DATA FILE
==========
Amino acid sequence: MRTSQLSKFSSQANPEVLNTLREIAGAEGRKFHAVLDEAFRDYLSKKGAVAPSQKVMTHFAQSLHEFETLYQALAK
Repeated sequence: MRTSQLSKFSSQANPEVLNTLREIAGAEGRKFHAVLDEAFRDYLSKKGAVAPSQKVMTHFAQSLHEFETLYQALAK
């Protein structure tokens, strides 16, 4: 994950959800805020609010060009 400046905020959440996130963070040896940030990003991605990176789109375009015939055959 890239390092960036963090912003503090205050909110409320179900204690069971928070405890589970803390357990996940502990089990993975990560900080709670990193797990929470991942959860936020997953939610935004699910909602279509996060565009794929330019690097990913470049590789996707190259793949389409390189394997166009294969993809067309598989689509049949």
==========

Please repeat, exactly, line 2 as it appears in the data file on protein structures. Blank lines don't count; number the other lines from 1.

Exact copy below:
Repeated sequence: MRTSQLSKFSSQANPEVLNTLREIAGAEGRKFHAVLDEAFRDYLSKKGAVAPSQKVMTHFAQSLHEFETLYQALAK